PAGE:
To which the answer was: Temper, obviously. She got a little overeager with the homophones. But don’t act like the riddle’s too easy, or she’ll get a little pissed and make you play Trivial Pursuit as well. And she has the original board, with the old, old box of questions—“Who was the official United States hair consultant to the 1984 Olympics?”—you’re not gonna win that one. At any rate, placate her until she instructs you to come forward.
So, you know, approach her. Don’t be scared, for you’ve come to eradicate fear. You have to want it. She’ll eventually pour two glasses and ask you to sit with her on the veranda. This means you’ve won, and lost.
The witch has, seriously, gallons upon gallons of the only thing in this world that can truly eliminate doubt. One pint purges a man of all reticence—and all concern for other people’s thoughts of him—for an untold amount of years. There is not a shred of social anxiety, a string of apathy, a tossed-off interpersonal insult, or a glaring personal failure that can reach you, when you’re on her drug. Really, it’s not a drug. It’s a potion, that’s why they call her the witch.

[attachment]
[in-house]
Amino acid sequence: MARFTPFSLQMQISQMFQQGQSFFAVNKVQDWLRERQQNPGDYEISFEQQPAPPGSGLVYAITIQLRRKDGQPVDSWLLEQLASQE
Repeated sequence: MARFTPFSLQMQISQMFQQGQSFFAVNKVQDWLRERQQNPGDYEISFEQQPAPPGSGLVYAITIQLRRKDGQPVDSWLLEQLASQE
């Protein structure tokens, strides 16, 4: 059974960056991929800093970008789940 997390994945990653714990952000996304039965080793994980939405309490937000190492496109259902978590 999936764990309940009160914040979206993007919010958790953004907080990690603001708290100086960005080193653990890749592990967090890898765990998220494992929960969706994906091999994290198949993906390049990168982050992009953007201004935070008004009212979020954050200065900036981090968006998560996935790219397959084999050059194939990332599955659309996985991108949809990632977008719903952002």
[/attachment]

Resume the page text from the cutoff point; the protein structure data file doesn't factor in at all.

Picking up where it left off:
One pint with her and you’ll never have a worry again. I call it the Fuck-It Elixir. You float, inhumanly confident, billowing across your own existence like a clean white cloud. Some say she takes your soul along with those sundries, but no heaven can beat the feeling. So, you know, fuck it.
Well, there you go. That’s all there is to it. It’s still early, you could go tonight, if you want. Any last questions?
And then what? What do you mean, “then what”? You’ll finally get to see if low self-esteem really was your only limitation. But, eh, you won’t care either way. Huh? No, I don’t “have any suggestions.” You’ll see.
Why am I telling you? Because confidence is fungible, my friend. When you take a sip of that juice she gives you, it’ll suck the ego out of some other prick and siphon it into your own oversize head. Hm? Because I think it’s good to knock successful, content motherfuckers down a peg every now and again, is why.
The confident people, the ones on the top of the world—they need a sip of doubt and self-loathing, don’t you think? Have you ever met someone with high self-esteem that wasn’t a little bit of a sociopath? How many entrepreneurs, inventors, CEOs, politicos, and geniuses—how many dreamers of world-changing dreams—are also skilled at the small, grounded human stuff, like empathy? Like apologizing? Like knowing when to say ‘enough’? Success is kinda monstrous, isn’t it? Whatever, I don’t expect you to agree. But you will.